Although I love my RMN nursing colleagues, it irked me that this nurse was managing this gentleman's care since she couldn't diagnose an atypical MI without a Troponin T test (which delayed his care) and she was insistent that he had dementia until that came back.

I had an utterly childish moment, wishing to enact something along the lines of this. But I didn't. I just documented that he'd an acute inferior MI and needed appropriate care, now, and if he'd ischaemic damage to refer to me when he was stable. And I left, consumed with despair.


Zarathustra said...

Loved the Scrubs link. I'm also fond of this one.

GrumpyRN said...

On behalf of sensible A&E nurses I apolgise. How can you possibly diagnose dementia in someone in their 50's in A&E? Acute confusional state, even exacerbation of confusion maybe, but dementia? At most I would think this chap APPEARS to have dementia, but it takes just a bit longer and a few more tests to make that particular diagnosis - more likely to be something organic or iatrogenic.

Cockroach Catcher said...

Mao Tse Tung tried some years ago and failed and “bare foot doctors” were eventually abandoned in China in 1981, a good five years after Mao’s death. Mind you one of the bare foot doctors (i.e. farmers given some basic training) became minister of health. Now the rich in China sought the top doctors in Hong Kong and the US for medical treatment.

The Shrink has given us such a true description that it is indeed scary to read. Every bit rang true however much he might disguise the patient. Good that the Shrink is one of those psychiatrists that still remembers his stethoscope. Is that not why we are trained hard for such a day, such a moment. Managers forgot that for some of us being the old fashioned doctor is what it was all about.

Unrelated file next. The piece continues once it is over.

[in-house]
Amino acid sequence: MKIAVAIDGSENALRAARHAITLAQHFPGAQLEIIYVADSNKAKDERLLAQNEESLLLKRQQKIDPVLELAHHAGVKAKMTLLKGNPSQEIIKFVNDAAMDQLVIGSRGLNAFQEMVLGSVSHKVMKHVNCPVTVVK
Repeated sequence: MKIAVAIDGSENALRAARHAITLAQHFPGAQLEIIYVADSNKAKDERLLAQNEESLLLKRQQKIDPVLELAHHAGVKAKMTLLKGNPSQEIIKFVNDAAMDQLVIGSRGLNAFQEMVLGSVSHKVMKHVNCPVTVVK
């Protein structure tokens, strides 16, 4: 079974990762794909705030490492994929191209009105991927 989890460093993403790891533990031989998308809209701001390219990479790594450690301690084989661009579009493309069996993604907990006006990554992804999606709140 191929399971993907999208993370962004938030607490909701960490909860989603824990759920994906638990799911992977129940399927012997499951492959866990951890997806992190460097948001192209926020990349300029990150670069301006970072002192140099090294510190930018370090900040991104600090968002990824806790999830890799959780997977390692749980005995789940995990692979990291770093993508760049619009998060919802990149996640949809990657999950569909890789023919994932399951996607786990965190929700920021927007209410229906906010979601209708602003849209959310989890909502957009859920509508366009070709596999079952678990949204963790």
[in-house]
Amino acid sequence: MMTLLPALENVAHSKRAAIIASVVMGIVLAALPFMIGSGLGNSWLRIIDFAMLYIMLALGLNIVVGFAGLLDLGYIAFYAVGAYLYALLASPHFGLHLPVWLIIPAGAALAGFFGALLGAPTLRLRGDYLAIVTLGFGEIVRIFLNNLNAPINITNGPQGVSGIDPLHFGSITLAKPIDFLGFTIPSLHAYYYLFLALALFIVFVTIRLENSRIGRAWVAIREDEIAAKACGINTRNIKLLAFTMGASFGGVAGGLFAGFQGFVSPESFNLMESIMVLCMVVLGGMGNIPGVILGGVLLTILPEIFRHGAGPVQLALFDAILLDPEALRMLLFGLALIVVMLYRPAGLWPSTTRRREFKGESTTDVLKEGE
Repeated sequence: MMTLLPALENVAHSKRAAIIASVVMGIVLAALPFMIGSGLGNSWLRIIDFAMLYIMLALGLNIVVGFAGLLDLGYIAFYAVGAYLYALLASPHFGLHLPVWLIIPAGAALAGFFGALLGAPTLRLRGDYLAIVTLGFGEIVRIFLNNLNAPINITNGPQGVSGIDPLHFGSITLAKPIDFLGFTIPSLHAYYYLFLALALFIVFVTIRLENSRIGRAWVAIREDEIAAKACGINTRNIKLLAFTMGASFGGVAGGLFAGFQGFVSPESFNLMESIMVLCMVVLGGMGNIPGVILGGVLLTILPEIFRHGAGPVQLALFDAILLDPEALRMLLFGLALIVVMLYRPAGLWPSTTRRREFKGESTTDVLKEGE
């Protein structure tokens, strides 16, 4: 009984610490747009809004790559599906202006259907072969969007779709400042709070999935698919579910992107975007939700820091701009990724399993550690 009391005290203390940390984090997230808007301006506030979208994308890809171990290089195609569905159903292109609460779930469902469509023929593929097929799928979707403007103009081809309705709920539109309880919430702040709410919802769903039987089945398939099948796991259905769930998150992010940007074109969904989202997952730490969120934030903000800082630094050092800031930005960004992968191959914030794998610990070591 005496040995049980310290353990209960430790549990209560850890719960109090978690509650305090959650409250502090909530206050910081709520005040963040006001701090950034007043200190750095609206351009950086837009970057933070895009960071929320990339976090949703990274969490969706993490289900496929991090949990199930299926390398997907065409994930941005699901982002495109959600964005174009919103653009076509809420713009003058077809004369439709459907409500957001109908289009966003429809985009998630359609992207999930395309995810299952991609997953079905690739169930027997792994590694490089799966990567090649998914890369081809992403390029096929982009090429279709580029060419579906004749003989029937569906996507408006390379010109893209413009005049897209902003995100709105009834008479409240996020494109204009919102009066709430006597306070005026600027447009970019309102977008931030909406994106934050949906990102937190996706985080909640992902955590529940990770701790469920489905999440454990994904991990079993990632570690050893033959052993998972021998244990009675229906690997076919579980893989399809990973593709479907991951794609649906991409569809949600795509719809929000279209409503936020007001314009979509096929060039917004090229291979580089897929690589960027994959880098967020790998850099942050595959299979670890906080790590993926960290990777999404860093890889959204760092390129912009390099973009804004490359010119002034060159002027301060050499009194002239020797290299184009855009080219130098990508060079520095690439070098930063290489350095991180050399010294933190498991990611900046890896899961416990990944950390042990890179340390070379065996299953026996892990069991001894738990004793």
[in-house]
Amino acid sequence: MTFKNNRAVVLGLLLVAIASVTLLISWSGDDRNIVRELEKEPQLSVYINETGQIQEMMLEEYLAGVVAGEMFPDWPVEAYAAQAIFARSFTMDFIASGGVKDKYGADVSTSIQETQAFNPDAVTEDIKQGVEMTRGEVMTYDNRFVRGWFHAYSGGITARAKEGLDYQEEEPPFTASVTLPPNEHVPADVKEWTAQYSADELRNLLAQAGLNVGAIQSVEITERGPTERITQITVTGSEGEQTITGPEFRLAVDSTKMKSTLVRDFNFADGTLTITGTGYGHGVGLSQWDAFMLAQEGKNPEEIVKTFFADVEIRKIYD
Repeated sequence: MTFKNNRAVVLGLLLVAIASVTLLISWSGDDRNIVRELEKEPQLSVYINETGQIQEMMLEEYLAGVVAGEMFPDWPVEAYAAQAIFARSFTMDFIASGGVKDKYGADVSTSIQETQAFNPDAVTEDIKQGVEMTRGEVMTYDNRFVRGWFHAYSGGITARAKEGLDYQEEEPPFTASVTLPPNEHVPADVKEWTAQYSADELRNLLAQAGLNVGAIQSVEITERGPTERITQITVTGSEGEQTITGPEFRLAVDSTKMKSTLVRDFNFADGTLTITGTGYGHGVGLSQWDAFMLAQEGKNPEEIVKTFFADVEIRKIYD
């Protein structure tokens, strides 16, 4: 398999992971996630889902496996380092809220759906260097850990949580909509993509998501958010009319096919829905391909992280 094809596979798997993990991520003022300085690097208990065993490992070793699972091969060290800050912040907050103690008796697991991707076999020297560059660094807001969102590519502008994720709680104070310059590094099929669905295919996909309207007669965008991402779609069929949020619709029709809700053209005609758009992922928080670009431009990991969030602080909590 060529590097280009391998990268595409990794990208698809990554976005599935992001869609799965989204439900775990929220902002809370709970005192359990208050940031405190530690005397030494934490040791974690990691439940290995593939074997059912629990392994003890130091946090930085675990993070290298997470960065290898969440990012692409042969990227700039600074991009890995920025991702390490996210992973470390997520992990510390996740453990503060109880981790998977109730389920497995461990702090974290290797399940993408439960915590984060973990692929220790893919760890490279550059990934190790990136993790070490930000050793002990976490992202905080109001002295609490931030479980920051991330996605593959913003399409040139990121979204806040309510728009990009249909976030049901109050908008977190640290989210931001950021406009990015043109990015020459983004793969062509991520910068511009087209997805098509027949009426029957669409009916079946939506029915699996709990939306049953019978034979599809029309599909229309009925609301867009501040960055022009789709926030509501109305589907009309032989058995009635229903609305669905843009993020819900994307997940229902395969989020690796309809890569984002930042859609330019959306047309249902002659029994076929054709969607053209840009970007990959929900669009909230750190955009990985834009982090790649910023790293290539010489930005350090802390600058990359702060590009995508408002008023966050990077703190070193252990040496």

In any case, dementia will have no need for an urgent diagnosis except for the stupid 4 hour thing.

Is this really the NHS we know? Bring back 1975 as Jobbing Doctor put it.

XE said...

Argh, that sounds very frustrating.

Wouldn't a physician in emerg have seen him too though, before you got there? You'd think they would have seen him as well, and hopefully would have picked up on the things you did which suggested an MI. I mean, I know I'm only a 3rd year, but dementia doesn't typically present with diaphoresis, and maybe he was confused because the myocardial damage was resulting in inadequate blood flow to his brain!

I hope the delay in diagnosis didn't result in too much damage...

The Girl said...

How awful. How bloody terrible. You were trying to help the patient (and save her arse) and she just kept blocking you the whole way. She should hurry up and move into administration and leave the patient care to people who aren't too arrogant to know when they are in a situation that they cannot deal with.

dutchdoctor said...